Can Bankruptcy Exemptions Protect My Car?
Outside of protecting your home, your biggest concern will likely be whether you will be able to keep your vehicle. Everyone assumes that vehicles are exempt in bankruptcy because most of us need to drive to work. However, bankruptcy law does not provide an automatic exemption that protects your vehicle. Every state has their own exemptions for motor vehicles, and they can vary significantly.
Colorado bankruptcy exemptions provide a more generous exemption than most states. It allows you to protect up to $7,500 in your vehicle or vehicles. If you own two cars and their equity does not exceed $7,500, then your vehicles will be fully exempt. If you are disabled or considered elderly, or you are a spouse or dependent of the elderly or disabled debtor, you will be able to exempt $12,500 in your vehicle equity, or that of your spouse or dependent.
How Do Bankruptcy Exemptions Protect My Personal Property?
Each state has different exemptions regarding personal property. Colorado is again one of the more generous states with its personal property exemptions:
- Household Goods: your furniture and other household goods are exempt up to $3,000.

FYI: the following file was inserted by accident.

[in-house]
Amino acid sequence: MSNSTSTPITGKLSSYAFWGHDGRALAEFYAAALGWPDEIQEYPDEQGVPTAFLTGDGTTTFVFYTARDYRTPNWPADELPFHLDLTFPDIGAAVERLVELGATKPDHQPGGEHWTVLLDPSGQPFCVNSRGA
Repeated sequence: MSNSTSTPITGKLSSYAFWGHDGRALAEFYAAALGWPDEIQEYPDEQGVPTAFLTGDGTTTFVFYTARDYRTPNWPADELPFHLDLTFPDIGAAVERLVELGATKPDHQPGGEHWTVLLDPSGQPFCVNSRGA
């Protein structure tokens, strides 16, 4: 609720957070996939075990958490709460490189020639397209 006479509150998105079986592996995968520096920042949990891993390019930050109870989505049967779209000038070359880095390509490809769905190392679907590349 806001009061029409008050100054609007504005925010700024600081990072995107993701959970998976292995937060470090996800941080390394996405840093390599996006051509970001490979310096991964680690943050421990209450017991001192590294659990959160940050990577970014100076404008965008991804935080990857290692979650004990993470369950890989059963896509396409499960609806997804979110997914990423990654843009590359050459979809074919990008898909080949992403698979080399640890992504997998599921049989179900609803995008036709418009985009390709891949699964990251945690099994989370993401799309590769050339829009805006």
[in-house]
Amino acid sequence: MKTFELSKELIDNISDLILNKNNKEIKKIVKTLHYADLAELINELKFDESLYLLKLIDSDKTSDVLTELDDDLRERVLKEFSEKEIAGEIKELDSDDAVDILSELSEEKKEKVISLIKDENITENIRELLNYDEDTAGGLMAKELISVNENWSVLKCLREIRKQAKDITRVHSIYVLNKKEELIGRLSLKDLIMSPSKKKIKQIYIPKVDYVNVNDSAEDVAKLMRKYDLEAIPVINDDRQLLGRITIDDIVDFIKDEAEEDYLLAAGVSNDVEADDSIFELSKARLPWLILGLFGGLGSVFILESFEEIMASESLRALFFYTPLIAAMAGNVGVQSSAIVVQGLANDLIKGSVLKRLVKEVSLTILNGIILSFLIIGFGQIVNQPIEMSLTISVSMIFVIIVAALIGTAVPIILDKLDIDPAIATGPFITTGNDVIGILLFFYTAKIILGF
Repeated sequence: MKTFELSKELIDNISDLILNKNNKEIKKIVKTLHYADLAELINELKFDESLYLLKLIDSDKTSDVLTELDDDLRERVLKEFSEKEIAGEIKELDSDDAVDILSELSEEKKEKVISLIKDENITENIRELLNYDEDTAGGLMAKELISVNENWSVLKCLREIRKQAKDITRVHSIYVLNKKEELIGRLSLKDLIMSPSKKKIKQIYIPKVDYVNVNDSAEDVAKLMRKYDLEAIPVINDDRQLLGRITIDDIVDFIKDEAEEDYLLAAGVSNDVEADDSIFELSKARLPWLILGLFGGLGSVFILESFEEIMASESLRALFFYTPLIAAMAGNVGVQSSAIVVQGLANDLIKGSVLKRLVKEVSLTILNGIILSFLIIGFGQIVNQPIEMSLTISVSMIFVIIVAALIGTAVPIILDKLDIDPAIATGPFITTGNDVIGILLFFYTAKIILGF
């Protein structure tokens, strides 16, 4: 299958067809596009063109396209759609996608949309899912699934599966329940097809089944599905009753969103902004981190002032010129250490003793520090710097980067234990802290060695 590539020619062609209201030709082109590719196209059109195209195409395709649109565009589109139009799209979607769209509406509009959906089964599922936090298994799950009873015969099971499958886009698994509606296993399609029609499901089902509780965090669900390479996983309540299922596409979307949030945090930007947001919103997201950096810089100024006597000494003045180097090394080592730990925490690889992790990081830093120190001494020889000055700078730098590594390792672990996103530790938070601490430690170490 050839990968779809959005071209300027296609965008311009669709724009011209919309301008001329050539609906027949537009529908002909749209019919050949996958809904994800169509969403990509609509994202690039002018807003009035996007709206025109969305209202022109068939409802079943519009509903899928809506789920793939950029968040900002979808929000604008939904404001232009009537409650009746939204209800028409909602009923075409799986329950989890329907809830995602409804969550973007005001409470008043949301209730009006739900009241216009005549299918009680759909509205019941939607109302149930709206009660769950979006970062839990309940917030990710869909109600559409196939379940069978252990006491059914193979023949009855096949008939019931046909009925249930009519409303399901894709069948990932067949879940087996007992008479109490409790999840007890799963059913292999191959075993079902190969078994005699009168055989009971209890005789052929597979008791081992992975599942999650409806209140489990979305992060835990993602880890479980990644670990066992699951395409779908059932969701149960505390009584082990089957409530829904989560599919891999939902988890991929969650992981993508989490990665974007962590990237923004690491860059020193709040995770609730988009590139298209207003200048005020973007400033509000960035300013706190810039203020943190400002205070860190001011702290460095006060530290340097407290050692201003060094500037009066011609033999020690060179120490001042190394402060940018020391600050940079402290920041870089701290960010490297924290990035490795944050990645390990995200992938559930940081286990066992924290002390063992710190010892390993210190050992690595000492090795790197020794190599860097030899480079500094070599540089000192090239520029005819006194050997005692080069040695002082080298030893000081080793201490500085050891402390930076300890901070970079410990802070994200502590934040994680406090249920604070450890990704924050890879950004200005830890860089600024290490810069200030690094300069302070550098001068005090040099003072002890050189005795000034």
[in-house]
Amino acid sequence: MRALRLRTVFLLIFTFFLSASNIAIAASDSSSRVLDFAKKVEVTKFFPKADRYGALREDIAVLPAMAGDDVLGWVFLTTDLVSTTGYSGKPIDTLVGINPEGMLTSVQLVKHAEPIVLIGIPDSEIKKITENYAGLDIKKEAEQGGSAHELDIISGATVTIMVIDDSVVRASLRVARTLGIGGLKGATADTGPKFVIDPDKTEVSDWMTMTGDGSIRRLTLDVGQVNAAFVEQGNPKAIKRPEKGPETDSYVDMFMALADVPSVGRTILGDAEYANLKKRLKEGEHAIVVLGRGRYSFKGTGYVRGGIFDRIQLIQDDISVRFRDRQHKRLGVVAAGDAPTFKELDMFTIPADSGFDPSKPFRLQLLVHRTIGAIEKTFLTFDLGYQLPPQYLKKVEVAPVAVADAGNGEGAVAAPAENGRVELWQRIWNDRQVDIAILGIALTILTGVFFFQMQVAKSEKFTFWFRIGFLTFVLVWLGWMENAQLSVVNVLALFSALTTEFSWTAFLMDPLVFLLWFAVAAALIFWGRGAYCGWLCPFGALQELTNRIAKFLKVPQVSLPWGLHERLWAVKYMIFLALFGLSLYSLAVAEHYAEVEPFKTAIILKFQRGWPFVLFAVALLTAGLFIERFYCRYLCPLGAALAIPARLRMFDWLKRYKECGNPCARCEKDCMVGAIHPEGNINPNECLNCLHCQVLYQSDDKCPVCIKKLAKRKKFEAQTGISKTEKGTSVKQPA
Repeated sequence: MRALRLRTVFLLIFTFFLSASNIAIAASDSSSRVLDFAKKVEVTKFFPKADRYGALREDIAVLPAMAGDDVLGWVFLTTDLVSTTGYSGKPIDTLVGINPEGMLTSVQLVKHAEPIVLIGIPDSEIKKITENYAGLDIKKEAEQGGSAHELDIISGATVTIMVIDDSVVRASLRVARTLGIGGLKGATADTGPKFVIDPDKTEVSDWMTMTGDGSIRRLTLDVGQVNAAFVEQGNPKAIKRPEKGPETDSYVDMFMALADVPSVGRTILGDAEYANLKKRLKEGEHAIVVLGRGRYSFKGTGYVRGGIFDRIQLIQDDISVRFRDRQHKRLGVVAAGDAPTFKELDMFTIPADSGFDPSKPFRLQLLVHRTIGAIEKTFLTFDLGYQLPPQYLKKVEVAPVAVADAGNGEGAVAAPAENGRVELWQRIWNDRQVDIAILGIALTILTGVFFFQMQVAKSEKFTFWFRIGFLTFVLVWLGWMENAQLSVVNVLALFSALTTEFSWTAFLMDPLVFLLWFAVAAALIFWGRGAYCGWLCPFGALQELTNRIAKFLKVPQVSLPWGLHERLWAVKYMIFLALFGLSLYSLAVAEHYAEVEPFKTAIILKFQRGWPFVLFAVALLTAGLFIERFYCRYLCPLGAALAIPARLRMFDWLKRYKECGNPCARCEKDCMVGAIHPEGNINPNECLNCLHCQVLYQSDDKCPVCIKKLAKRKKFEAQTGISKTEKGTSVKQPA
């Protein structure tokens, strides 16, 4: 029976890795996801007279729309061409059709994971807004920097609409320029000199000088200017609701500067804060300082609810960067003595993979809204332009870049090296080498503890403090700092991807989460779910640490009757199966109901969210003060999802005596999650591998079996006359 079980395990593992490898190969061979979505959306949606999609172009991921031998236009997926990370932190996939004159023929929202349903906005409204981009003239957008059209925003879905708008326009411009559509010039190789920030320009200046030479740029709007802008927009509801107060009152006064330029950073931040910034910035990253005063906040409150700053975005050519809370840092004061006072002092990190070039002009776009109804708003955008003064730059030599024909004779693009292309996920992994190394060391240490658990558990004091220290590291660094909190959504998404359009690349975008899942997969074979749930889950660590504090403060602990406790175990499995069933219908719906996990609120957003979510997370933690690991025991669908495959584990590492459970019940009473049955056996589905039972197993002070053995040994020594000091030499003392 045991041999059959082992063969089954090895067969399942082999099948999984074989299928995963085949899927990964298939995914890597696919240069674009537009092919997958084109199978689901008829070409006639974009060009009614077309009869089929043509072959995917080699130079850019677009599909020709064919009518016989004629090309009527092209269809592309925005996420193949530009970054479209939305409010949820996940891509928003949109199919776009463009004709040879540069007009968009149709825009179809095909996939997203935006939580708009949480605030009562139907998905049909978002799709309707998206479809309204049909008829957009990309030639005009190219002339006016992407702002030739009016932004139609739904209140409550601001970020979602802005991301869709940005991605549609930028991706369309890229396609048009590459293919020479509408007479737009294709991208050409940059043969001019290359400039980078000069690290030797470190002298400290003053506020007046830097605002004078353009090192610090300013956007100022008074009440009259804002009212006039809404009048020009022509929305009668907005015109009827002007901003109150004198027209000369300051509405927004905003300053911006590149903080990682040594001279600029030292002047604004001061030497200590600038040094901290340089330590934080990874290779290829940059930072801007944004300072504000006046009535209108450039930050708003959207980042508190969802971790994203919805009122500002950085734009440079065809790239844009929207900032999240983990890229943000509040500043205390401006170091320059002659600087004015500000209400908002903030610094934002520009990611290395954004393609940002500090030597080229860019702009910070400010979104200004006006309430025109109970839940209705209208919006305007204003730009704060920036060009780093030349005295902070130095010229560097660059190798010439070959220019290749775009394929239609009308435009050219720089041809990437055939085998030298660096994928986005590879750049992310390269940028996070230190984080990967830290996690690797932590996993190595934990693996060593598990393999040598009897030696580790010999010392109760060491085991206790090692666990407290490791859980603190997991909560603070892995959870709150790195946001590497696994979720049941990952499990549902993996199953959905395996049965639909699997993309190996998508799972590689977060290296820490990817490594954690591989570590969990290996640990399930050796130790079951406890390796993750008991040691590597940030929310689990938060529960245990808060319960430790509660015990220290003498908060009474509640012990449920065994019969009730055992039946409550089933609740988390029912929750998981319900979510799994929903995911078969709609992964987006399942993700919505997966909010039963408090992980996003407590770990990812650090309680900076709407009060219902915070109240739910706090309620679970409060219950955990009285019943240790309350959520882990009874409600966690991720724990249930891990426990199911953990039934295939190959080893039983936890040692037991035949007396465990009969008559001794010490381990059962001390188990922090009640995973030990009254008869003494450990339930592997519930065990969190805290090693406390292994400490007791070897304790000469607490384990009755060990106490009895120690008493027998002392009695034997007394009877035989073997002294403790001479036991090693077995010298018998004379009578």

- Clothing: Your clothing is exempt up to $2,000.
- Jewelry: You can protect up to $2,500.
- Books and Family Pictures: Your books and family pictures are exempt up to $2,000.
- Food and Fuel: You get $600 of exemptions for this.
- Personal Injury Recoveries: This is exempt as it relates to your recovery. It is not exempt as it relates to treatment of your injuries.
- Livestock & Tools: this is protected up to an aggregate value of $50,000.
- Health Aids: Professionally prescribed health aids are fully exempt.
Contact a Bankruptcy Attorney Today to Learn More About Colorado Bankruptcy Exemptions
At Holland Law Office P.C., Steve Holland has the experience and knowledge you need to help you navigate bankruptcy process. Call today to learn more about how to use Colorado bankruptcy exemptions to their fullest advantage in your case.